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Economics and the Paradox of Voting

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Should We Vote?'Economics' to most people suggests the vicissitudes of the stock market, the debates on unemployment, outsourcing and globalization, and not much else.  Within the profession however, economists are equally likely to allocate their time thinking about elections and constitutions, irrationality among primates, the strategies of war and just about any other form of interaction among conscious beings. 

One particularly fertile subfield in Economics is Public Choice Theory.  This applies the analytical tools of economics to the questions raised by political scientists.  The framework that emerges as a result sheds light on the expected behavior of public officials. 

Economists work from the working assumption that people wish inter alia, to maximize their income and minimize their efforts.  This leads to the Paradox of Voting.  The Paradox simply is that given the assumption stated above, economists cannot explain why people choose to vote.  

The argument runs as follows: in any election where more than a handful of people vote, the probability that the margin of victory is going to be 1 is diminishingly small.  Most elections would be expected to be won with margins in at least the thousands.  In the 2000 US presidential elections, Bush won Florida with a margin of 537.  In the 2004 US elections, the closest margin of victory was in Wisconsin, where Kerry won by just over 11,000 votes.  Suppose now that you were a Florida voter in 2000 supporting Kerry.  If you voted, you merely decreased the margin of victory from 538 to 537, compared with what it would be if you had not voted. If you didn’t vote, you merely increased the margin of victory from 536 to 537.  On the other hand, suppose you were a Bush supporter.  If you voted, you increased the margin of victory from 536 to 537.  If you didn’t vote, you decreased the margin of victory from 538 to 537.  These differences simply don’t matter: in the closest election in recent memory, there still was no mathematical justification for going to the polls.  The numbers simply don’t add up.

Non-economists typically get riled, even offended by these sorts of arguments.  The typical response is: 'That’s silly.  What if everyone started thinking like that?  Then if no one went, my vote would matter.'  This is correct, but irrelevant.  If you were the only voter in the country, your vote would matter.  But then everyone else will reason the same way and show up on Election Day, and then yet again, your vote will not change the outcome.

At this stage, I hope to have convinced you of an interim claim: that your decision to vote or not will not have a substantial influence on whether your candidate wins or not.  You don't have to agree that your vote doesn't matter in a larger sense, merely that the probability of you being pivotal to an election outcome is much less than your probability of being struck by lightning (and don't worry, that probability is minute also).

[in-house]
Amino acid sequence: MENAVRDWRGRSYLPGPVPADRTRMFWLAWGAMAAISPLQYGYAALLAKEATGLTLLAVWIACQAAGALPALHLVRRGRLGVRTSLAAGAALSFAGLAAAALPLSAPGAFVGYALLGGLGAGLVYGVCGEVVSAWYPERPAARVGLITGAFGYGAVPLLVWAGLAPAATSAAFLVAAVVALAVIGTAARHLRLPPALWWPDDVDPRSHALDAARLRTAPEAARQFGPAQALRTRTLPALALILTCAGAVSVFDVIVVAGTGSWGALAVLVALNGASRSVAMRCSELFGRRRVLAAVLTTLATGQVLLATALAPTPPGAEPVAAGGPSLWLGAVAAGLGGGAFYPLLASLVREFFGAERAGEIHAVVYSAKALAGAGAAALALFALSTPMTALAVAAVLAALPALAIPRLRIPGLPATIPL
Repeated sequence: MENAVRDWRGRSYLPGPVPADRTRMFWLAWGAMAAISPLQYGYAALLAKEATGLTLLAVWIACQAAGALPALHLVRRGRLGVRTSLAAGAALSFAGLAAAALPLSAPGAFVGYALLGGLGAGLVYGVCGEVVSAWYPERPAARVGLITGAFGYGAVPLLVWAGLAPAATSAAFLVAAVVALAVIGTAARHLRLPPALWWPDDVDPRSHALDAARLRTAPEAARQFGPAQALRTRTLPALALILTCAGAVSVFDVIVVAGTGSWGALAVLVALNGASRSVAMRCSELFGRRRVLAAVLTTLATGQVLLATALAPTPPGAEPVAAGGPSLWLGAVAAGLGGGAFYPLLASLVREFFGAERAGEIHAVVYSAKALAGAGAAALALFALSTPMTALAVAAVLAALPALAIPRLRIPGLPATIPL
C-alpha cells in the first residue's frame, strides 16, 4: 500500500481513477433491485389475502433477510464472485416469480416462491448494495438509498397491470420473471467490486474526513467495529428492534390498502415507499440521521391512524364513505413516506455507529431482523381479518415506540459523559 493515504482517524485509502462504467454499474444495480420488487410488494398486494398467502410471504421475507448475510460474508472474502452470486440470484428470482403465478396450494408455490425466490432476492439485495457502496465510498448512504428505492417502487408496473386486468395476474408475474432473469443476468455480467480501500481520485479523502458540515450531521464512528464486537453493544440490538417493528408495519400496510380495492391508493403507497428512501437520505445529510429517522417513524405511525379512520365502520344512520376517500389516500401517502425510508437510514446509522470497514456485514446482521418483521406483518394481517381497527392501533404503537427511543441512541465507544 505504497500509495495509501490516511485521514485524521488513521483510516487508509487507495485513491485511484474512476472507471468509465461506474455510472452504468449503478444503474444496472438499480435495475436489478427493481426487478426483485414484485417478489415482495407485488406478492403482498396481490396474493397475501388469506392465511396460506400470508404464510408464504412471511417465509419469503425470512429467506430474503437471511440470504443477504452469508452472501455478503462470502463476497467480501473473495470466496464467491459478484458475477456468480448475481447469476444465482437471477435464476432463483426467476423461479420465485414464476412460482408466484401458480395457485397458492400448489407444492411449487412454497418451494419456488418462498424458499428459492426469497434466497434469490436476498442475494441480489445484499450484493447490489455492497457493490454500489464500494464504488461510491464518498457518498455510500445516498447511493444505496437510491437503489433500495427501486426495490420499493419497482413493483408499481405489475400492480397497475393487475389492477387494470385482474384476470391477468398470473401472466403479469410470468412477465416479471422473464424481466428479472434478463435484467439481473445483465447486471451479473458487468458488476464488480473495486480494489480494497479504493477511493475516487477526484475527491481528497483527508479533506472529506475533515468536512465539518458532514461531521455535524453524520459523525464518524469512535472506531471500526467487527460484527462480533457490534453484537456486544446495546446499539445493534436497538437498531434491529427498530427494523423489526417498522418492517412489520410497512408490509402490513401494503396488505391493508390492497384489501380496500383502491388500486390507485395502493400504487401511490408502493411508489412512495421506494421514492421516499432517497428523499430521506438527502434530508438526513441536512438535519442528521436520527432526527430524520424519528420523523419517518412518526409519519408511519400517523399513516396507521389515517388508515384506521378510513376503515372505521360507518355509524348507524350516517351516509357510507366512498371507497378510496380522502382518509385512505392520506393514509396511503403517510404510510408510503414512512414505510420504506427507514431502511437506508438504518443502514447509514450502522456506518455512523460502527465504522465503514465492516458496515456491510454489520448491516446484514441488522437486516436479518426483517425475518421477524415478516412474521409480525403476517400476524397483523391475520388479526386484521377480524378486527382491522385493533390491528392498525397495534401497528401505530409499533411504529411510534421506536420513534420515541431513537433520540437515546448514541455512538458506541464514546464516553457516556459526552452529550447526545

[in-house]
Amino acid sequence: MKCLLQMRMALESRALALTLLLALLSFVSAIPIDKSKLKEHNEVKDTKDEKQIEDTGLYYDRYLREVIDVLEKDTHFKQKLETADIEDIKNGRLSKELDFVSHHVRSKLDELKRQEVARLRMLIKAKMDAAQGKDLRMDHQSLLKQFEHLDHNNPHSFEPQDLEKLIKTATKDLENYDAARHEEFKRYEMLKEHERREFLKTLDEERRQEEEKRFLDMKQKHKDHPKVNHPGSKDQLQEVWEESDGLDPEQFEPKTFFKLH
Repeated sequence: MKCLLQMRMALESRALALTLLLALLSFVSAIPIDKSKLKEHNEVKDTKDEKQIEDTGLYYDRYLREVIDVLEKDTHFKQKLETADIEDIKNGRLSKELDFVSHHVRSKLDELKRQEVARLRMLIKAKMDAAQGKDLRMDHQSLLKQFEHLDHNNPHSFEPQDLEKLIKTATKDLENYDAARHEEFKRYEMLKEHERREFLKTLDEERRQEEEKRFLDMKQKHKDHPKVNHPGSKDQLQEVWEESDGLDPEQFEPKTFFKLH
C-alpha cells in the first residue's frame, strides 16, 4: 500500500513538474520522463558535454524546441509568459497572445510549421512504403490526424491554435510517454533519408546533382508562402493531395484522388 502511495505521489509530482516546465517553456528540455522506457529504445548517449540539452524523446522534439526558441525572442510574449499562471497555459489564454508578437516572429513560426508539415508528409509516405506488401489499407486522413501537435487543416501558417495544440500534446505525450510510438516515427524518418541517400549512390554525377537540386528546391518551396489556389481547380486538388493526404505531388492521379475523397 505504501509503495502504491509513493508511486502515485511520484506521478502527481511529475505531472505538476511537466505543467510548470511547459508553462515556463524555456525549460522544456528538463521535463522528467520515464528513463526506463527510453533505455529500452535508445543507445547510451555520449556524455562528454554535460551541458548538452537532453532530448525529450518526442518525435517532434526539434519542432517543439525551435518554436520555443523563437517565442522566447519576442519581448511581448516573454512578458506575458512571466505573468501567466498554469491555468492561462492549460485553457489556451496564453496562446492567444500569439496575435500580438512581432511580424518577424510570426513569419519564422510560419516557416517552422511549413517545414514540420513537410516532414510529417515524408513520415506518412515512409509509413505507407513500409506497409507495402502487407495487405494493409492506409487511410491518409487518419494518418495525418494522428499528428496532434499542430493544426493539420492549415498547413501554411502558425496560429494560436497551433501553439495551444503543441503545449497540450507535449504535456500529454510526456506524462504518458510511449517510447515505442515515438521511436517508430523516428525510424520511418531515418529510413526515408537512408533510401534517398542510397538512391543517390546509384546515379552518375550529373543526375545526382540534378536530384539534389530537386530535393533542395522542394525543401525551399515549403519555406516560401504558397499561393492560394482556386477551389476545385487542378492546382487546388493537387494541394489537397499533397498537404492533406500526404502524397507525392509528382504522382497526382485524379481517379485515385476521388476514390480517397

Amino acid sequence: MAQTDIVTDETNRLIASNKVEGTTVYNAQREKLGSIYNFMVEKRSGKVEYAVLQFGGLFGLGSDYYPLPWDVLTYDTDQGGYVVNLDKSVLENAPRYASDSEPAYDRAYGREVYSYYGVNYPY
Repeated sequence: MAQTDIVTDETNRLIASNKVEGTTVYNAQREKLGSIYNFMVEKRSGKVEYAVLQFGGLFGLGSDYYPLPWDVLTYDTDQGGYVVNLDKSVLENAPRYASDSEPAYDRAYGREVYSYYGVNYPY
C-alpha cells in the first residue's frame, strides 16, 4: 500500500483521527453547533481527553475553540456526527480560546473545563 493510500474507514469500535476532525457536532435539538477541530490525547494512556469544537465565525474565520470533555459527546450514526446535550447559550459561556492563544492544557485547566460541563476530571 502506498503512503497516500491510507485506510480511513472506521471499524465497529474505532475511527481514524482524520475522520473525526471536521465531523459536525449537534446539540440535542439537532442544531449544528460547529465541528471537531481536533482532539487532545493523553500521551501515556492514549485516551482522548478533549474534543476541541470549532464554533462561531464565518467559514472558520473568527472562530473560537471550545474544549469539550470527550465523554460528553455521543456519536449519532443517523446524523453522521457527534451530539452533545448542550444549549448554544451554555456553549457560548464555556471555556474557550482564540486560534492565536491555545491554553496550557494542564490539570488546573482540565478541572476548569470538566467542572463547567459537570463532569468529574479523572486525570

Now it is easy to see why your trip to the polling booth flummoxes economists: they assume that people are driven to behave according to perceptions of benefits and costs.  The tangible benefits of voting are probabilistically nonexistent.  The costs however can be relatively substantial: you have to give up a nice evening relaxing at home to go to the polling booth and stand in lines.  Your costs outstrip your tangible benefits so greatly in fact, that through economists' lenses, voting is as absurd as setting fire to dollar bills and flushing the ashes down the toilet.

Despite occasional claims to the contrary, economists really aren't omniscient however.  They have had to acknowledge that people show up to vote around the world, but that they don’t burn money.  Faced with this paradox, economists have had to relax their assumptions about human behavior.  They have had to admit that humans sometimes work for the collective good, or what they think is the right thing to do.  However, since we still don’t have a good analytical framework for predicting charitable behavior, the explanations for voting presented by economists so far are mostly speculative.

A word of clarification then: this article is meant to describe the analytical paradox that arises through a particular framework of thinking.  Until social scientists have a clearer grasp of human motivation and the robustness of social institutions, we really can't move from trying to understand and describe this aspect of human behavior, to prescribing preferred ways of behaving.

As our American readers gear up to vote this year, perhaps some of you can leave comments describing why you vote?

Author of this article: Ali Hasanain
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